everything ship-shape, the crew was piped to quarters and Jack rang for
half speed ahead.

A crowd had gathered at the water's edge and the Essex was speeded on her
way by cheering and waving thousands. It was a touching scene, and Jack
was very proud.

"A great country," he confided to Frank, as the vessel moved slowly out
into the Roads. "A great country. I am glad to have seen it again, and I
hope to come back some day."

"Oh, you'll come back," said Frank. "You'll come back when the war's over,
to visit me."

"I certainly will," Jack declared.

The fortifications of Fortress Monroe now loomed ahead.

"I suppose the Commandant is somewhere about to wish us God-speed," Frank

The lad was right. And he did it in imposing manner.

The boom of a great gun was heard. This was followed by the roar of many
more; and the rumble continued as the Essex drew near, was louder as she
breasted the fort and continued as the ship passed on. Jack ordered a
reply to the salute from the forward guns, and for the space of several
minutes, the very sea seemed to tremble.

Then the Essex gathered speed and plowed ahead.

"Quite an ovation," said Frank, as he and Jack descended to the latter's
cabin, leaving Lieutenant Hetherton on the bridge.

"It was, indeed. Yes, as I said before, it's a great country. You should
be proud to be a native of it."

"I am," said Frank simply.



Following the return of the Essex to English waters, Jack reported at once
to Lord Hastings in Dover.

"I hear great things of you boys," said Lord Hastings. "Great things

"We were a bit fortunate, sir," Jack admitted.

"It was more than good fortune," declared Lord Hastings. "But it's nothing
more than I expected of you both."

They conversed about various matters for some minutes. Then Jack asked:

"And what is in store for us now, sir?"

"You will report to Admiral Beatty," said Lord Hastings. "The Essex will
be assigned to duty with the Grand Fleet in the North Sea. Patrol work,
mostly. There is little likelihood that the Germans will make another
effort, but the sea must be patrolled, nevertheless."

"When do we report, sir?"

"At once. You will weigh anchor in the morning. Admiral Beatty's flagship
is somewhere off the coast of Belgium."

"Very well, sir," said Jack, and departed.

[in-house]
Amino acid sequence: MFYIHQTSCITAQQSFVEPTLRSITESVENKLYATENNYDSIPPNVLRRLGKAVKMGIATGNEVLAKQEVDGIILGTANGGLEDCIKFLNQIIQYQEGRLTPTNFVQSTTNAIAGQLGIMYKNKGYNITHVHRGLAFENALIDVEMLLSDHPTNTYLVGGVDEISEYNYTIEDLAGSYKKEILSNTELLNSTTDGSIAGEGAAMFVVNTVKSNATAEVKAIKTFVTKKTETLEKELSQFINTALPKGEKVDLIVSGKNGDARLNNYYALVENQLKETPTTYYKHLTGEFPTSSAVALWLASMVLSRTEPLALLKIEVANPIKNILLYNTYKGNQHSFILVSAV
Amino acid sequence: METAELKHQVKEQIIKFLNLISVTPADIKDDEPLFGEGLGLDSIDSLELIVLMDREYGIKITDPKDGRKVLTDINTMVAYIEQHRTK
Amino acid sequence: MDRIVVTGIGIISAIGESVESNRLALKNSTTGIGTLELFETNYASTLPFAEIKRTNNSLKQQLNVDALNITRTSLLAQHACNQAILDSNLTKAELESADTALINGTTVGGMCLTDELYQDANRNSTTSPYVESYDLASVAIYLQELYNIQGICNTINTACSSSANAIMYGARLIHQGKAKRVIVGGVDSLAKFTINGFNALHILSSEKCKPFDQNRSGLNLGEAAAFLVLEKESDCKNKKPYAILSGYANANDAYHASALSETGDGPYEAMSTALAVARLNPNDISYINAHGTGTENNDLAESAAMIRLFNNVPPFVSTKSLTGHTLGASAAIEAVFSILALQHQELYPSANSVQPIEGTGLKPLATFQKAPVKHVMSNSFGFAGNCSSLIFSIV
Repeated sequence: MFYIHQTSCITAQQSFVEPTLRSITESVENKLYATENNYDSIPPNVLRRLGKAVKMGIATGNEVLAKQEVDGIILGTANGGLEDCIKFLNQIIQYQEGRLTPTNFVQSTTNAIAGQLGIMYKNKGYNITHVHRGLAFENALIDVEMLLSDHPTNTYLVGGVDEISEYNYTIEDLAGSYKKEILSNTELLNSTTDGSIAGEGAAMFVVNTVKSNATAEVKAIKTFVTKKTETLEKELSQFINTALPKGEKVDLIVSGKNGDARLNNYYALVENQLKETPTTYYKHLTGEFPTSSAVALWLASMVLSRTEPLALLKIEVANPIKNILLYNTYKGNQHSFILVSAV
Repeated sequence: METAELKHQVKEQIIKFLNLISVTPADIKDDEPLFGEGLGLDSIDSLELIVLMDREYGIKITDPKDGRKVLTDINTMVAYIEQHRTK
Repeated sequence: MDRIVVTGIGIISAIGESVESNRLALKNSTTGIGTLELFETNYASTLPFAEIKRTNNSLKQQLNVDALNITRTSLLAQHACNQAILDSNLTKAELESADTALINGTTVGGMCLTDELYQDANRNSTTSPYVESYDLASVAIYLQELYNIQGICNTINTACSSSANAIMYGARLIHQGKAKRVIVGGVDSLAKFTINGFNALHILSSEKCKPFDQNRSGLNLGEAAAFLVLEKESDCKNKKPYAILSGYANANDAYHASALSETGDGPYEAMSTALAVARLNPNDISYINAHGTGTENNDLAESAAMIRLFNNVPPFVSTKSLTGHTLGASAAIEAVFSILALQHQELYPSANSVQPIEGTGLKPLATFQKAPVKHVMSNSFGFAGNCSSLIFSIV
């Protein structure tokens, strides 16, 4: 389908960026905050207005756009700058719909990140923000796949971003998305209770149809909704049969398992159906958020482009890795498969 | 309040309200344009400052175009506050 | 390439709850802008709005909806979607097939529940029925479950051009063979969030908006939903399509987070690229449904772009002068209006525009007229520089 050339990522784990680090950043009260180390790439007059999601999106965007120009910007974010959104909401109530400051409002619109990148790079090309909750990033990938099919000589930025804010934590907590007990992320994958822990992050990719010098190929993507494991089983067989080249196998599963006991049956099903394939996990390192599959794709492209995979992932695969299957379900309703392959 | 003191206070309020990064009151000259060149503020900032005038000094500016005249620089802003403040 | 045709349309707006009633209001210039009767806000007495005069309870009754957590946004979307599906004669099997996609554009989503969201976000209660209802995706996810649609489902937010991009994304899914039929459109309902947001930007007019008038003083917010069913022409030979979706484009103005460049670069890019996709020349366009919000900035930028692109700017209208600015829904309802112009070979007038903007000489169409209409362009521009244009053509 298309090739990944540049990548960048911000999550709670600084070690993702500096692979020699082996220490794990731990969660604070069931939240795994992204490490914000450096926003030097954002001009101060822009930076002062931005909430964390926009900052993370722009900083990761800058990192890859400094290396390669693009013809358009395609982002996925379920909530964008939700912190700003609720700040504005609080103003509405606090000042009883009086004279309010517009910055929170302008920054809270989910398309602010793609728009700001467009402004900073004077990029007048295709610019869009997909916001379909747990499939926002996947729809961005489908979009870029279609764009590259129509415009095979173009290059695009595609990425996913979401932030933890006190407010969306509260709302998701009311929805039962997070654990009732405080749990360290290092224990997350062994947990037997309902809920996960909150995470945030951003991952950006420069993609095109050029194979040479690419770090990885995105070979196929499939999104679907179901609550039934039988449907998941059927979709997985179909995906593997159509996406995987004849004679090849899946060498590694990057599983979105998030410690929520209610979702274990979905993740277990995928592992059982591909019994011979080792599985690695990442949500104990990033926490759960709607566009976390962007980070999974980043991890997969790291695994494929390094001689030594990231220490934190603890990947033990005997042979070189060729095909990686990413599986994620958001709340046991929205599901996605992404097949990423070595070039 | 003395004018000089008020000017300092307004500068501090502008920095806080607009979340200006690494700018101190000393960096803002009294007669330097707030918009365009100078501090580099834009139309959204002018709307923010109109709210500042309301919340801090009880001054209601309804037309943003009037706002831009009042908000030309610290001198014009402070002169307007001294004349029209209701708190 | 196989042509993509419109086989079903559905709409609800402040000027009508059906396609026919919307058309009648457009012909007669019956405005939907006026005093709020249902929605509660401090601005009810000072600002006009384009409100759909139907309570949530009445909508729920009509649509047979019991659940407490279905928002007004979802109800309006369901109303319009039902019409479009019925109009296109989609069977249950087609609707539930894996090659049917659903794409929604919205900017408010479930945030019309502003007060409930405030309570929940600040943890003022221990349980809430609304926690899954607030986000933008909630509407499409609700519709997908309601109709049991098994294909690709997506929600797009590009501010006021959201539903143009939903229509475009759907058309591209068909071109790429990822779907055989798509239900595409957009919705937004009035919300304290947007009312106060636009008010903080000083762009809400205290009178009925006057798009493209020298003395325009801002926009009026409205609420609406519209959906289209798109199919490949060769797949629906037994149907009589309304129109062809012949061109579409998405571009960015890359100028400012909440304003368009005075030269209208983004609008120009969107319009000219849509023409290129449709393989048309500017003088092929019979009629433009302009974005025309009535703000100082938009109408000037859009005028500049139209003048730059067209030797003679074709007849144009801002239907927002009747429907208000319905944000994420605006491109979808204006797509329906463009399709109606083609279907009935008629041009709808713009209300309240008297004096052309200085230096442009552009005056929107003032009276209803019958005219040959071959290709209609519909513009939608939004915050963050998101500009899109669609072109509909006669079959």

The next day the Essex left Dover. Fifty miles out, Jack picked up the
flagship by wireless and received his instructions.

Days lengthened into weeks now and weeks into months and the Essex was
still patrolling the North Sea with others of the Grand Fleet - composed
besides British vessels of an American squadron in command of Vice-Admiral
Sims. August passed and September came and still the Germans failed to
venture from their fortress of Helgoland and offer battle to the allies.

The work became monotonous. Occasionally, the Essex put back to port for
several days to replenish her bunkers and to take on provisions. At such
times Jack and Frank usually went ashore for short periods, and the crew,
portions at a time, were granted shore leave.

It was upon the last day of September that great news reached the
fleet - news that indicated that the war was nearing its end and that now,
if ever, the German fleet might venture from its hiding place and risk an

Bulgaria had broken with Germany and sued for a separate peace.

Several days later came the news that an armistice had been signed and
that Bulgaria had ordered all German and Austrian troops to leave her
boundaries. King Ferdinand abdicated in favor of his eldest son, Boris,
who immediately ordered the demobilization of the Bulgarian armies.

"Turkey will come next, mark my words," declared Frank as he and Jack
stood on the bridge, looking off across the broad expanse of the North

"Most likely," Jack agreed; "and after Turkey, Austria. That will leave
Germany to fight the world by herself."

"She'll never attempt that," Frank declared. "The minute she sees her last
chance gone, she'll squeal for help, the same as a hog. It's not in a
German to take a licking, you know. He begins to show, yellow when the
game goes against him."

"Perfectly true," said Jack, with a nod. "Now, it strikes me that Germany,
facing the problem of fighting it out alone - for she must see that
Bulgaria's action will soon be followed by her other allies - may send out
her fleet for a grand blow."

Frank shook his head.

"Not a chance," he said.

"But," said Jack, "it has been the opinion of war critics and experts
right along that Germany was saving her fleet for the final effort when
all other means had failed."

"I don't care what the experts think," declared Frank, "I don't think the
Germans will dare risk an engagement. In the first place, it would be
suicidal - she would have everything to lose and nothing to gain. Don't
fret. The German naval authorities know just as well as we do what would
happen to the German fleet should it issue from Helgoland."